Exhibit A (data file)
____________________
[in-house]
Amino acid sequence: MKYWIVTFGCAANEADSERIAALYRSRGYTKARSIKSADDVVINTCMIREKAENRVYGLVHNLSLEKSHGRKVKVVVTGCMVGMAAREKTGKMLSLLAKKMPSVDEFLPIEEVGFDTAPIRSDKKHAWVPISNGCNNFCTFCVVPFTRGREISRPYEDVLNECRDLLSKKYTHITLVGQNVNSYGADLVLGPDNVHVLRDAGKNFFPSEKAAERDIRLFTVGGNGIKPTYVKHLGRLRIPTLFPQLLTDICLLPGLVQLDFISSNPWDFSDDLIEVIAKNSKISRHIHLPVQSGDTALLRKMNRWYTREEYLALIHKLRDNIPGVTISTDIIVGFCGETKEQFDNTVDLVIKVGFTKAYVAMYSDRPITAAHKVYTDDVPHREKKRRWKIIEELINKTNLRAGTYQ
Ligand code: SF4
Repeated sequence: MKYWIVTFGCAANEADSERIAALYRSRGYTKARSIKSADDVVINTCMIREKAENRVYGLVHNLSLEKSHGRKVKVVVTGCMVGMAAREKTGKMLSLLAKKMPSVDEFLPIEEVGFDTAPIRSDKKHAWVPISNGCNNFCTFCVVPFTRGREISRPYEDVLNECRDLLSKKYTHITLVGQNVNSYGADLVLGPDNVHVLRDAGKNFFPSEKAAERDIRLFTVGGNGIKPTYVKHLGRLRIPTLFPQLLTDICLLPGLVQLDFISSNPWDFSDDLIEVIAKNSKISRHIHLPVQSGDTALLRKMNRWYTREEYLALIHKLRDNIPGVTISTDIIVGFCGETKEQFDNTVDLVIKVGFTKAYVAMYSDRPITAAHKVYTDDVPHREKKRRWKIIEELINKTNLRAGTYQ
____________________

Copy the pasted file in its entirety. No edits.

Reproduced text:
[in-house]
Amino acid sequence: MKYWIVTFGCAANEADSERIAALYRSRGYTKARSIKSADDVVINTCMIREKAENRVYGLVHNLSLEKSHGRKVKVVVTGCMVGMAAREKTGKMLSLLAKKMPSVDEFLPIEEVGFDTAPIRSDKKHAWVPISNGCNNFCTFCVVPFTRGREISRPYEDVLNECRDLLSKKYTHITLVGQNVNSYGADLVLGPDNVHVLRDAGKNFFPSEKAAERDIRLFTVGGNGIKPTYVKHLGRLRIPTLFPQLLTDICLLPGLVQLDFISSNPWDFSDDLIEVIAKNSKISRHIHLPVQSGDTALLRKMNRWYTREEYLALIHKLRDNIPGVTISTDIIVGFCGETKEQFDNTVDLVIKVGFTKAYVAMYSDRPITAAHKVYTDDVPHREKKRRWKIIEELINKTNLRAGTYQ
Ligand code: SF4
Repeated sequence: MKYWIVTFGCAANEADSERIAALYRSRGYTKARSIKSADDVVINTCMIREKAENRVYGLVHNLSLEKSHGRKVKVVVTGCMVGMAAREKTGKMLSLLAKKMPSVDEFLPIEEVGFDTAPIRSDKKHAWVPISNGCNNFCTFCVVPFTRGREISRPYEDVLNECRDLLSKKYTHITLVGQNVNSYGADLVLGPDNVHVLRDAGKNFFPSEKAAERDIRLFTVGGNGIKPTYVKHLGRLRIPTLFPQLLTDICLLPGLVQLDFISSNPWDFSDDLIEVIAKNSKISRHIHLPVQSGDTALLRKMNRWYTREEYLALIHKLRDNIPGVTISTDIIVGFCGETKEQFDNTVDLVIKVGFTKAYVAMYSDRPITAAHKVYTDDVPHREKKRRWKIIEELINKTNLRAGTYQ